Over the next three appearances he didn’t give up a run as he drove his ERA back down into the 3’s with one solid outing after another. Beginning on May 6th, however, he bought a ticket for a rollercoaster ride which finally officially end tomorrow with his demotion back to Nashville for waiver wire pick up Chris Mabbeus. During that ride? Every other game was good, every other game bad. Yost went on record as saying that it got to the point where you didn’t know what you were going to get with Demaria. A manager has to trust his bullpen. You can’t hope that this will be a good outing for a guy. You have to trust that the occasional bad outing is the anomoly, and just not the next appearance away.

Ben Hendrickson (0-2, 12.00 ERA)
Not that I think anybody who would be reading this would need this explained to them, but an Earned Run Average is calculated in a way that it shows how many earned runs a pitcher would surrender, on average, over 9 innings pitched. Therefore, an ERA of 9.00 means that for every three out you record, you are giving up one run. That’s an awful ratio in baseball. Due to the sheer volume of innings that starters throw, an ERA in the mid to low 3’s is considered quite good. A starter also tends to work a minimum of 5 IP per start so that they can qualify to be the pitcher of record (not to mention the bullpen can’t be expected to handle 4+ innings pitched every night). Relievers need to stay under a 4.50 ERA to be considered effective. The only reason that they get a bit more leeway is because since they throw fewer innings, mistakes are magnified and it takes them longer to get a bloated ERA figure back down.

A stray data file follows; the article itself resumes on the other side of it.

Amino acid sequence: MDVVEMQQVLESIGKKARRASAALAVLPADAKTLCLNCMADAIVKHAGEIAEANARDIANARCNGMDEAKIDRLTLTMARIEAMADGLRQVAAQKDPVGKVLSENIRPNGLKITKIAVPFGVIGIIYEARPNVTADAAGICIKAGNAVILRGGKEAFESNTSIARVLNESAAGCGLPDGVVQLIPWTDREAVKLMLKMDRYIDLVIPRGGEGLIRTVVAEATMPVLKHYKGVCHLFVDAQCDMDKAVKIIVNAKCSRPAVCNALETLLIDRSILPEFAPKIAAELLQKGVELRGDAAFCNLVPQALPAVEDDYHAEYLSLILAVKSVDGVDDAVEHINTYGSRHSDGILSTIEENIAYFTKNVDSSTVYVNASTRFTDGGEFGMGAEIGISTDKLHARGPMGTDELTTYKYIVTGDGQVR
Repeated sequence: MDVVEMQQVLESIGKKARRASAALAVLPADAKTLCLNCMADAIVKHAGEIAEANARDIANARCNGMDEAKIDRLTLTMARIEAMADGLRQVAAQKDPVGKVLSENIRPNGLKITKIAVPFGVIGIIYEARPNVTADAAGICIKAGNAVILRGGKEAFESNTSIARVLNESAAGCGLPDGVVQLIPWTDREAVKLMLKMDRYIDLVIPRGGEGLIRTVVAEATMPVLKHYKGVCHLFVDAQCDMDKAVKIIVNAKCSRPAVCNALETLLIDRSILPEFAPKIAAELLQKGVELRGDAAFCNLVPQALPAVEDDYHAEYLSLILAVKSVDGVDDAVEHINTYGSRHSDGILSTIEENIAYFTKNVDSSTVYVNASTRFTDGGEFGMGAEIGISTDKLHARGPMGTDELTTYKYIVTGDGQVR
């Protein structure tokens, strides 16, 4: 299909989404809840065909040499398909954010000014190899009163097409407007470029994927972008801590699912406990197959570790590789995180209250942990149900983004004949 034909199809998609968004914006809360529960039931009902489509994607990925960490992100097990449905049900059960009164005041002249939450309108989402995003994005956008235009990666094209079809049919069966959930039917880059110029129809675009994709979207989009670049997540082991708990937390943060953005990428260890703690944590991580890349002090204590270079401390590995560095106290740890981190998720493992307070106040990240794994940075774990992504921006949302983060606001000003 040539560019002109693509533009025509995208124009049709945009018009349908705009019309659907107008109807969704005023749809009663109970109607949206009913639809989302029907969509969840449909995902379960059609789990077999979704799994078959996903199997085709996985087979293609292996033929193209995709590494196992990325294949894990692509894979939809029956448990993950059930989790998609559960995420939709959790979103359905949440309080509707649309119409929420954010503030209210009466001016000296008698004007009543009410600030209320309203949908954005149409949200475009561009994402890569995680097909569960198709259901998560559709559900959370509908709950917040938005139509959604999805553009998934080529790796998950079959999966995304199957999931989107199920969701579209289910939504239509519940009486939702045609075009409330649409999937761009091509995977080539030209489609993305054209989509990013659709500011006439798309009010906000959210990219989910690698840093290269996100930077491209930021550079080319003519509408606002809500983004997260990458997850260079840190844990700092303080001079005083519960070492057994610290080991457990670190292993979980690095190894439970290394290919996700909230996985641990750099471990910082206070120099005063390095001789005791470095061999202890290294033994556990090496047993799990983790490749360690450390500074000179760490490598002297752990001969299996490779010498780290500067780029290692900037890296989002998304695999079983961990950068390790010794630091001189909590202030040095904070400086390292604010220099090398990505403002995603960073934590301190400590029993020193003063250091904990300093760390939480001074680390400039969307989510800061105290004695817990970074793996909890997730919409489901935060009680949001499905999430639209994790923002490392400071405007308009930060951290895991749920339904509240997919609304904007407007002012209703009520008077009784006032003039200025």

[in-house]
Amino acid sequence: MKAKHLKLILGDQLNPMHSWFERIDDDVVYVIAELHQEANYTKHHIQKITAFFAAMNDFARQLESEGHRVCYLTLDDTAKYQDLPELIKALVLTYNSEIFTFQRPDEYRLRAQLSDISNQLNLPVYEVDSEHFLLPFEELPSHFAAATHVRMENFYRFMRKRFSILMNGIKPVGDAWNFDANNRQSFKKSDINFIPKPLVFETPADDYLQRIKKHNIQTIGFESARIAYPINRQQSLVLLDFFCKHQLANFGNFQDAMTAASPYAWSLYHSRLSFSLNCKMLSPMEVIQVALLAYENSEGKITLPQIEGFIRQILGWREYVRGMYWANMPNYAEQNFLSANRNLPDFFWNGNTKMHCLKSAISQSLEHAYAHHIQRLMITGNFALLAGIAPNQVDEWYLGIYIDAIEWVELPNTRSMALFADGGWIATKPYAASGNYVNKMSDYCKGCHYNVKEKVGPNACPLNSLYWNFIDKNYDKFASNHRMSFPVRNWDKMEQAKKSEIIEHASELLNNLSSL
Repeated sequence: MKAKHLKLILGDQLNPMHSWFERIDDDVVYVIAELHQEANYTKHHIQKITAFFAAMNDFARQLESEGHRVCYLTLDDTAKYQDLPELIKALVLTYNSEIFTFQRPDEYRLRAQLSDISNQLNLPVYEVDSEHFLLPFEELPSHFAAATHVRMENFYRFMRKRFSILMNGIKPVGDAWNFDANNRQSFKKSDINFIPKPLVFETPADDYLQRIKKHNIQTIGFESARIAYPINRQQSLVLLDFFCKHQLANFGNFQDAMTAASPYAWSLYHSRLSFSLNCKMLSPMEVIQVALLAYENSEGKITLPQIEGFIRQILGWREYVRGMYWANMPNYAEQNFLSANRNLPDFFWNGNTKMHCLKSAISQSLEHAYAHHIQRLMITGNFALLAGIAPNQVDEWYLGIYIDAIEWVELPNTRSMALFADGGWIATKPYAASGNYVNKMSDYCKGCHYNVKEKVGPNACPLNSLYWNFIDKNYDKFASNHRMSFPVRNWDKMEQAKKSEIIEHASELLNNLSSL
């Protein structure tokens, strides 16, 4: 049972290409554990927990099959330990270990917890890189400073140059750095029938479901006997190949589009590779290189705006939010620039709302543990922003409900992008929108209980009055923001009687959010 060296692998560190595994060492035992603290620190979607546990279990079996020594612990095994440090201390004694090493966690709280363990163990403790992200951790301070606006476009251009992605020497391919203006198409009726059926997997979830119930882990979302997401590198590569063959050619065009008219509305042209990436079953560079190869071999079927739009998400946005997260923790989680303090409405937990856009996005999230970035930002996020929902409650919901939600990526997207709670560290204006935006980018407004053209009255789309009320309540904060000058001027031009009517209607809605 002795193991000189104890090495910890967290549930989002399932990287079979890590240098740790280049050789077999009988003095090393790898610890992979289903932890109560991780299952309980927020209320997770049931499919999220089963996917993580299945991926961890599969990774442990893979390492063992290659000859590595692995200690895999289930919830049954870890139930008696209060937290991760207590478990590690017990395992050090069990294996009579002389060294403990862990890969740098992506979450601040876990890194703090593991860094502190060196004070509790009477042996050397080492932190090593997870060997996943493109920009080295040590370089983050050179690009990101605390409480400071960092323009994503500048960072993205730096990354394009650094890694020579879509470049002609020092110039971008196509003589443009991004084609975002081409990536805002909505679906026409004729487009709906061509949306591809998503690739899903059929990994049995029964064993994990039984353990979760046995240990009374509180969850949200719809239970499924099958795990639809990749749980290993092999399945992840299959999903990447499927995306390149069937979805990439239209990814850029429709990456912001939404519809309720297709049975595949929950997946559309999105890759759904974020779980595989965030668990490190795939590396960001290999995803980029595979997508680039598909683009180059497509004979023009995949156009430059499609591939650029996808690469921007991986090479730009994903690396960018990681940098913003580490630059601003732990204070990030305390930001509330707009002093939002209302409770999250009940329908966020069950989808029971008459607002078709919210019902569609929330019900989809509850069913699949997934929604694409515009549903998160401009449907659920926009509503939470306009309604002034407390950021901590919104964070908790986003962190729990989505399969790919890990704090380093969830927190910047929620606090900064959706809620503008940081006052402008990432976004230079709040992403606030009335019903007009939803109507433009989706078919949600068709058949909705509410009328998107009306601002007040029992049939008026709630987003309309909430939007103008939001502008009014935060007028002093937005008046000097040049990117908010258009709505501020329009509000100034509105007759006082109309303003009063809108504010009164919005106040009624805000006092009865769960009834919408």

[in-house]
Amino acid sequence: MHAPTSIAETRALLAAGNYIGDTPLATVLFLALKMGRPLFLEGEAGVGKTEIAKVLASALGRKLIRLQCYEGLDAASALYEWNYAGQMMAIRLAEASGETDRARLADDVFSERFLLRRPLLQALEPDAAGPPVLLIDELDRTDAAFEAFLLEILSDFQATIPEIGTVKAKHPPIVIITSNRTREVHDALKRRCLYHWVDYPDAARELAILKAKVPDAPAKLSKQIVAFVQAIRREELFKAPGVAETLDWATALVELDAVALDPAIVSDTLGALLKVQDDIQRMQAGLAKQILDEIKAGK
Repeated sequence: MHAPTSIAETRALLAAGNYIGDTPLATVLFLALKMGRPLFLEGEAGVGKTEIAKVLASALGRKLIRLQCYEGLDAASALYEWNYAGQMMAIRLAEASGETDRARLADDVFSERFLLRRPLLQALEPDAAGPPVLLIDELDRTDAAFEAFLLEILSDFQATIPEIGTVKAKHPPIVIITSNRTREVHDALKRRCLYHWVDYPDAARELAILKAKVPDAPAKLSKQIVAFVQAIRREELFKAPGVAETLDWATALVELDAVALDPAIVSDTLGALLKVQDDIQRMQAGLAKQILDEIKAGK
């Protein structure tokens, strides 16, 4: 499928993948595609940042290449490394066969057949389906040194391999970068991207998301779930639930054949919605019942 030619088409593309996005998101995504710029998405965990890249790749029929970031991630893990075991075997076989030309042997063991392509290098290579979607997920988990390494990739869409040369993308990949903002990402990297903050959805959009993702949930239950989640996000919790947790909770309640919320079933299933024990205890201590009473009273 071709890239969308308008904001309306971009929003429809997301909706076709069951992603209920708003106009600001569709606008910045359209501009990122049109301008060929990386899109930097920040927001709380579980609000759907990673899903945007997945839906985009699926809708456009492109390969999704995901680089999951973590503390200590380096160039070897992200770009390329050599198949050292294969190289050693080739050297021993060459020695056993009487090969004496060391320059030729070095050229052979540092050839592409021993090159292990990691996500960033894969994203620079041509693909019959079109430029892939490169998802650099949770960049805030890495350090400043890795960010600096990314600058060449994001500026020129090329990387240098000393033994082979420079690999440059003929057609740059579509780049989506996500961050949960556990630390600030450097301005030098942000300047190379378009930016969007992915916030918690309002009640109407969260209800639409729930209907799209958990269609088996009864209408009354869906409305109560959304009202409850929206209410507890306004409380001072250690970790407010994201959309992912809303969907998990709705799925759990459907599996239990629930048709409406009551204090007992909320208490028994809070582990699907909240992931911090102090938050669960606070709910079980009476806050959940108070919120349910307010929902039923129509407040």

Having read all that, please glance back at Ben Hendrickson’s ERA for his work with the Milwaukee Brewers in 2006. Frightened? I’m sure Ned Yost was too, but unfortunately there wasn’t another option at the time, it seemed, because  although Dana Eveland was on the AAA roster too, and currently looks to be settling down in the bigs, he had just thrown a start for the Sounds when the Brewers needed the extra arm and he wouldn’t have been rested enough to throw right away.

Add to that the fact that they used Hendrickson on May 2nd (the game where Sheets got destroyed by Astros hitting and subsequently hasn’t pitched since) and he was very good in that game, pitching 4.2 innings and only giving up one unearned run.

The Crew needed a starter once Sheets was scratched from his scheduled start on May 6th against the Dodgers, and Hendrickson was tabbed for duty. He pitched effectively enough on 3 days rest, allowing 3 ER in 5 IP. He took a no decision in that game.

Then, either something wasn’t working or he was tipping his curveball which he couldn’t throw for strikes anyway in the next start. In just 2.1 IP, he gave up 7 ER. He walked 3 and allowed 7 hits in those same 2.1 IP. He ERA skyrocketed from 2.79 to 7.50. Incredible jump. The Brewers couldn’t come back from that deficit and Hendrickson took the loss.